Finally, there’s the youth soccer community, with which Rising is already working, and the Valley’s business community, which is anchored by offices downtown and corporate headquarters and high-income neighborhoods to the east. The club intends to build a stadium right in between.
Call it “LAFC Lite.” The Phoenix investor group doesn’t have all the star power of the 2018 MLS entrant’s, but it does feature some recognizable names from beyond the soccer world. Bakay and his partners bought the club, then called Arizona United, last August. He owns a controlling stake (MLS requires the lead owner to hold at least 35% of the club). And he’s got plenty of support. Tim Riester owns a large marketing, PR and advertising firm headquartered in Phoenix. Dave Stearns co-founded a wireless communications company and a wine business. Dr. Christopher Yeung is an orthopedic spine surgeon and works with several Major League Baseball teams.
There’s another baseball connection to Rising. Los Angeles Dodgers pitcher Brandon McCarthy is an investor. He’s a Liverpool fan. On the pop culture front, the club counts musicians Pete Wentz and Diplo among its investors. Wentz is the bassist for Fall Out Boy and grew up playing soccer outside Chicago. Diplo is a DJ, electronic musician and producer whose Mad Decent label is Rising’s uniform sponsor. He bought into Arizona United before Bakay’s group came aboard. Rising will benefit from their money, connections and seven million-plus Twitter followers.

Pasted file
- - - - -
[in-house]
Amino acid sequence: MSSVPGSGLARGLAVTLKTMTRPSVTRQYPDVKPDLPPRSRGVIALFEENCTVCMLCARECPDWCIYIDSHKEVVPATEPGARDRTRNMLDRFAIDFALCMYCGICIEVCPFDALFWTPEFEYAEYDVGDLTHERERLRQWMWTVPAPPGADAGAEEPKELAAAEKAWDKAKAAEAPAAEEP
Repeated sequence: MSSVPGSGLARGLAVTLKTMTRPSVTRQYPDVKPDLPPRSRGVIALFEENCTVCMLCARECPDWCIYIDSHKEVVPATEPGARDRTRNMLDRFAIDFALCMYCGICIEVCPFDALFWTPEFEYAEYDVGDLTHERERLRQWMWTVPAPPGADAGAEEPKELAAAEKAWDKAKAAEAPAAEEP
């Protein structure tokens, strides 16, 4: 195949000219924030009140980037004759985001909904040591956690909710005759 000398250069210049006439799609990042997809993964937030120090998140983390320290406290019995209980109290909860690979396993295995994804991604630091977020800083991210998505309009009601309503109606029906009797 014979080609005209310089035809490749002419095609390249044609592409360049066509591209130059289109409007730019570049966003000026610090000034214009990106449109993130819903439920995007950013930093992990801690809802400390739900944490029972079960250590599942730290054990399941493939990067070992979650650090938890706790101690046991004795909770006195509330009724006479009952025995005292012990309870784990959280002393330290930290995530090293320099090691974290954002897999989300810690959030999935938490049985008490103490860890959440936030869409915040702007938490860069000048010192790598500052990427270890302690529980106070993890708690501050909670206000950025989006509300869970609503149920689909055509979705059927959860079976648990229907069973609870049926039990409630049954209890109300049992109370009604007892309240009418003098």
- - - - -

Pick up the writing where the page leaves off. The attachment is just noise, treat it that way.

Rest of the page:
“The last thing you want to do in partnerships is putting people together with the same skill sets,” Bakay said.
The 510-acre site lies just northwest of the intersection of Loops 101 and 202 and at the southwest corner of the Salt-River Pima Maricopa Indian Reservation.
“If you asked a random 1,000 people where would be the best place to put a stadium, and gave them a multiple choice section, I don’t see how this doesn’t dominate it. It’s not debatable,” Bakay said.
It’s about 13 miles east of downtown Phoenix and 2-3 miles from ASU. Bakay said that more than 300,000 cars whiz past it every day, and that the location between downtown and the eastern suburbs is so ideal that when MLS first looked at the Valley more than a dozen years ago, it identified the same site.
“Literally, the tribe has been holding onto this site for a group to bring an MLS team. They have refused dozens of opportunities. They’ve been holding on for a team,” Bakay said.
Phoenix Rising already has the land under control and will play its USL schedule in a temporary venue of at least 6,000 seats. But should MLS come calling, it plans to construct a climate-controlled venue anchoring a multi-field soccer and training complex and additional mixed-use development. Rising has 45 acres under lease and HOK already completed some stadium design work. It includes the possibility of photovoltaic panels that can store energy.
No public money will be required, Bakay said, although Rising will be able to avoid property taxes because construction will occur on reservation land. The stadium and complex will be funded by the investor group, the Native American community and some third-party financing. Bakay would not reveal the breakdown or cost.